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Increased optimism among CFOs amid ongoing concern over geopolitical risks, new Deloitte research finds

  • 29% of CFOs believe this is a good time to take greater risk onto their company’s balance sheet, nearly double compared to this time last year, with anticipated interest rate cuts likely to contribute  
  • Nearly three-quarters of CFOs predict revenues will rise in the next 12 months
  • Shortage of skilled professionals is third biggest risk facing CFOs
  • Almost two in five CFOs say they expect employee numbers to increase

07 June 2024. Over half (60%) of Chief Financial Officers (CFOs) say they are more optimistic about the financial prospects of their company than they were three months ago, new research finds.

The figure has almost doubled year-on-year as only 33% of CFOs reported being more optimistic when asked the same question last year.

The findings are contained in the first 2024 release of Deloitte’s Ireland CFO Survey. The report shows that CFOs anticipate improvements in key metrics in the next year, with three-quarters of respondents (74%) saying their company’s revenues are likely to increase in the next 12 months – up from 57% in Spring 2023.

More than half (53%) predict their operating margins will increase in the next year.

Almost two in five of the CFOs surveyed (39%) said their employee numbers would increase in the next 12 months with 34% saying there will no change to staff numbers and 26% anticipating a decrease.

This level of optimism comes despite 53% of CFOs stating that there is a high level of external financial and economic uncertainty facing their business – a figure that is up from 44% in Spring 2023.

Geopolitics cited as top risk for CFOs and shortage of skilled professionals remains a concern

Geopolitical risk is cited by CFOs as the number one factor likely to pose a significant risk to their business over the next 12 months.

This is followed by economic outlook/growth, while a shortage of skilled professionals and reduction in domestic or foreign demand were jointly ranked in third place.

Asked to choose the most likely geopolitical risks to their business, 85% of CFOs said increased ransomware and cyber-attacks. This is followed by an expansion of Russia’s invasion of Ukraine (71%), an escalation of war in the Middle East (69%), unpredictable inflation surges (66%) and increased protectionism in global trade (53%).  

While geopolitical risk is of most concern to CFOs, 47% said they relied on
addressing such issues as they arise when surveyed on how they monitor and
manage this risk factor. Just 18% said they develop contingency plans for specific geopolitical events while 87% said they stay informed by monitoring political and economic news.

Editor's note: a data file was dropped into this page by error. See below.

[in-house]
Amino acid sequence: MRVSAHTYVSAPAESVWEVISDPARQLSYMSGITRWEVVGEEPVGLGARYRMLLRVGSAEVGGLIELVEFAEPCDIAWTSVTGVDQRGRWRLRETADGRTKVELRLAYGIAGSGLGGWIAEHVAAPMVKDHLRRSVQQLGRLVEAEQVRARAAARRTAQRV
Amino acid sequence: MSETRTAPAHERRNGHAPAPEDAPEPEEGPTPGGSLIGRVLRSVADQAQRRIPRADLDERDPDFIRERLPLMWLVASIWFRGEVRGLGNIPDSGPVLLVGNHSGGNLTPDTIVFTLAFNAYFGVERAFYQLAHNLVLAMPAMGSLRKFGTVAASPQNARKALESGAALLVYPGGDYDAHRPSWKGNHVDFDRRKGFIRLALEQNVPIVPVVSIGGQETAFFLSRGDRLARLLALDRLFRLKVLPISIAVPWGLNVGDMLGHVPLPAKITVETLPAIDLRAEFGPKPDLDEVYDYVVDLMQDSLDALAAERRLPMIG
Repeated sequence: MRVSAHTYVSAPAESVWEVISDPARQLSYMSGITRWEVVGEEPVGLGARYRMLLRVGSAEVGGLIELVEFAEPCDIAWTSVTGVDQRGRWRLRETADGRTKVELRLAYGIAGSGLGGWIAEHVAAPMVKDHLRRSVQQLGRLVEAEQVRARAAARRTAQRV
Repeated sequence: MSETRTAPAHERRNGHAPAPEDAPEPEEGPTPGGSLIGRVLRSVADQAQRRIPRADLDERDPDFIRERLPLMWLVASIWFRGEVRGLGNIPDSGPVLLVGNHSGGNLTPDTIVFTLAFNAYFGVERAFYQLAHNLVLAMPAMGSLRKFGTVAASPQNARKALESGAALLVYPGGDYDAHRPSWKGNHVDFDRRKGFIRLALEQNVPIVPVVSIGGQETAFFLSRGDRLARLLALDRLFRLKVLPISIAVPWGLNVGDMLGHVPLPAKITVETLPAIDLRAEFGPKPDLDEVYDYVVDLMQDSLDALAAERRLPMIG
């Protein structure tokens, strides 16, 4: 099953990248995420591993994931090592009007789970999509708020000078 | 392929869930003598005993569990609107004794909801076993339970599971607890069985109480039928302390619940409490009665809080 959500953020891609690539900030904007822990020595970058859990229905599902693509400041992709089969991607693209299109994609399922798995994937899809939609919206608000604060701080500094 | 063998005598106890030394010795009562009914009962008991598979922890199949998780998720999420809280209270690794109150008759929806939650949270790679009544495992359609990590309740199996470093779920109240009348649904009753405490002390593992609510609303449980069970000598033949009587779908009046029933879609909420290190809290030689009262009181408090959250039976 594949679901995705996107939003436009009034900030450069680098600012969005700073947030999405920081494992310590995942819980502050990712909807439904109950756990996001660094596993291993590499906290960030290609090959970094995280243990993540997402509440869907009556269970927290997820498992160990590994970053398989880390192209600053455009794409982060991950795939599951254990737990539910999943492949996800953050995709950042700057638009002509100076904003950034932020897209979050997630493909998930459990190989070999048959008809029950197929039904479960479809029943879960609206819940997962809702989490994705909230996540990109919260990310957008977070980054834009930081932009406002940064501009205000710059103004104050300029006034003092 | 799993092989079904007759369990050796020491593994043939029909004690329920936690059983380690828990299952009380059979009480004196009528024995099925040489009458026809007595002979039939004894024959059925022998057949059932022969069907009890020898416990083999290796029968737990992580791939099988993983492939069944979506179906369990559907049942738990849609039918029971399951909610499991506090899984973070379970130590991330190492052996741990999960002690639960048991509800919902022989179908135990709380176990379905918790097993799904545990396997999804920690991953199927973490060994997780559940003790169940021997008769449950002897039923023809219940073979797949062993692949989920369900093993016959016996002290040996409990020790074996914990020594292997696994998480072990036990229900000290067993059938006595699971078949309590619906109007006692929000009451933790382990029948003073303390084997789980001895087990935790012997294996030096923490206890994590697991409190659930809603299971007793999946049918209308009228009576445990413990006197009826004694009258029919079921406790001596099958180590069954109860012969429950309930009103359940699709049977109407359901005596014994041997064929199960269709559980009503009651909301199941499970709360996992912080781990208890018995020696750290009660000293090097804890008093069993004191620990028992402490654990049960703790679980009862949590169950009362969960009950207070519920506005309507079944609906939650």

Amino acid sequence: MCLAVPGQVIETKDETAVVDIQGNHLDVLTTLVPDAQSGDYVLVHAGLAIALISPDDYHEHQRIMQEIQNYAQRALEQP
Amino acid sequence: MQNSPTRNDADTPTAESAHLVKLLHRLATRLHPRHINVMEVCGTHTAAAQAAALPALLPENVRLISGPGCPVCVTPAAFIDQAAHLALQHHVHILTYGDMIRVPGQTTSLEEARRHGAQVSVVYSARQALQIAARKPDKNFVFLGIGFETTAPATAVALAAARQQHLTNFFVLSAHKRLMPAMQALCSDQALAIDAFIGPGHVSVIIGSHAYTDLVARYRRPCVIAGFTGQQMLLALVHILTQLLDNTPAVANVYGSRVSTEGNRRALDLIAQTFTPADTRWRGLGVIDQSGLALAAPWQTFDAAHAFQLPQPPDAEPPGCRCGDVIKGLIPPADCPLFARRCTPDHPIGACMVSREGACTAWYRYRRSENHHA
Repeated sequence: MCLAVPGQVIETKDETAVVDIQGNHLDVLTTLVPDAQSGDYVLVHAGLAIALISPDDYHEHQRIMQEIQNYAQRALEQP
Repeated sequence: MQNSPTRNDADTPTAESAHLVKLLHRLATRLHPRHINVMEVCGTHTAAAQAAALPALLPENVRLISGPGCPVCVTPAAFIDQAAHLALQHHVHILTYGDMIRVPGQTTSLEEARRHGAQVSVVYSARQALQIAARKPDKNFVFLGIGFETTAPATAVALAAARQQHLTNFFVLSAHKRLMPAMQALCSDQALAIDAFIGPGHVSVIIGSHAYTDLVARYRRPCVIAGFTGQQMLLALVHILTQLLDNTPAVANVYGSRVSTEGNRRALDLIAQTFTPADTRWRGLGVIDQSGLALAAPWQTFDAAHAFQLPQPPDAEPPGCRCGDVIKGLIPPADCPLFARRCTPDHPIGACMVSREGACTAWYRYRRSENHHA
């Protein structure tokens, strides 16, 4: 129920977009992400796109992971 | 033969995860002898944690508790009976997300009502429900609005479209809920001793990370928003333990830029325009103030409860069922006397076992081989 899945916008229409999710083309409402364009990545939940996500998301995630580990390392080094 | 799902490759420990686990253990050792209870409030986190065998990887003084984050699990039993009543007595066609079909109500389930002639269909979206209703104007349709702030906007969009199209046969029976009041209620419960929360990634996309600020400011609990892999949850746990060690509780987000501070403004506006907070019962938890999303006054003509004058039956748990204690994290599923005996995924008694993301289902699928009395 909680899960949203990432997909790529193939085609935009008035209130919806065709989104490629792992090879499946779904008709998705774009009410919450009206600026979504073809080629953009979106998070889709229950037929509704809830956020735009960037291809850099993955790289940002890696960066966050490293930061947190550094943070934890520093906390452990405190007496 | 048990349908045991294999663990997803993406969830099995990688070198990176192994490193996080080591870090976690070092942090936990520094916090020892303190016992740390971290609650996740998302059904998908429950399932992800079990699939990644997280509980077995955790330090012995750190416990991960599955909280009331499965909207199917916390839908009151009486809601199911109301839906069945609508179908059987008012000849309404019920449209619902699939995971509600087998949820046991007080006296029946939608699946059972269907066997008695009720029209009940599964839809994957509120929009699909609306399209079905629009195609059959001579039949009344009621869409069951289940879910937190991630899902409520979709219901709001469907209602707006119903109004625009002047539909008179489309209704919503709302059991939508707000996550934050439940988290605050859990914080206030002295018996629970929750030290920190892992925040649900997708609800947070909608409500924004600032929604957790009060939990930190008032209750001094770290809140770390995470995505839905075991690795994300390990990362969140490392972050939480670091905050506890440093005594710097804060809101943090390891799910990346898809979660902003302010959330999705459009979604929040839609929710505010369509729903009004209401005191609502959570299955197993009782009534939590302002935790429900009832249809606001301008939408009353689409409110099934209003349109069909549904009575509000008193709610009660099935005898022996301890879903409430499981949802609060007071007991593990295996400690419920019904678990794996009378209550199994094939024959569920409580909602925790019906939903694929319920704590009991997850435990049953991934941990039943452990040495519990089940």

Commenting, Danny Gaffney, partner, Consulting said: 

As the economy begins to stabilise and interest rates begin to return to more
normalised levels, it is not surprising that economic outlook has fallen down
CFOs’ lists of concerns. While geopolitical risks are seen as the top concern,
the majority do not see the potential impact from geopolitical risks being as
high as other ones such as cyberattacks. This may change over the coming six
months with the geopolitical environment likely to continue being uncertain with a year of elections ahead of us, with European elections in Ireland today and the UK next month.

A shortage of skilled professionals continues to be a top concern for CFOs. As financial leaders navigate the challenges and opportunities that lie ahead, retaining and attracting employees with essential skills will need to continue to be a priority for businesses, in particular as the majority in this survey see their
employee numbers increasing in the next 12 months.

Lower levels of inflation are expected but uncertainty still high

CFOs predict the inflation rate as recorded in the Consumer Price Index (CPI) will be 3% in Ireland and in the Euro-area over the next 12 months. This is a drop from this time last year, where CFOs thought it would be 6.4% for Ireland and 6.8% for the Euro-area.

Commenting, Gaffney said: 

Our figures show that there is still uncertainty amongst CFOs. However, there are positive trends emerging, such as an anticipated growth in revenue and an increasing number saying it’s a good time to take a greater risk onto their balance sheet. The interest rate cut announced by the European Central Bank yesterday will likely contribute to this positive direction.

CFOs have more responsibility

CFOs report to having seen their roles change in the last five years, with more than half having increased responsibility for ESG (66%), strategy and business development (66%), risk management (63%), and company-wide data governance (53%).

Commenting, Gaffney said: 

Change isn’t new for CFOs, but this group is experiencing change at an exponential pace as organisations look more and more to the CFO for support planning for the future. Becoming a leader who can thrive in uncertainty and plan for the long-term will be crucial, and may include mutually supporting changes to technologies, ways of working, relationships, and mindsets.


About the Deloitte European CFO Survey 

Deloitte has conducted the European CFO Survey since 2015, giving voice to senior financial executives from across Europe. The data for this edition was collected in March and April 2024 and reflects responses from 1,333 CFOs in 13 countries (Austria, Denmark, Germany, Iceland, Ireland, Italy, Netherlands, Norway, Portugal, Spain, Sweden, Switzerland, and the United Kingdom). This includes 38 CFOs working in large organisations in Ireland, ranging in revenue size from less than €100 million euro to over €1 billion euro.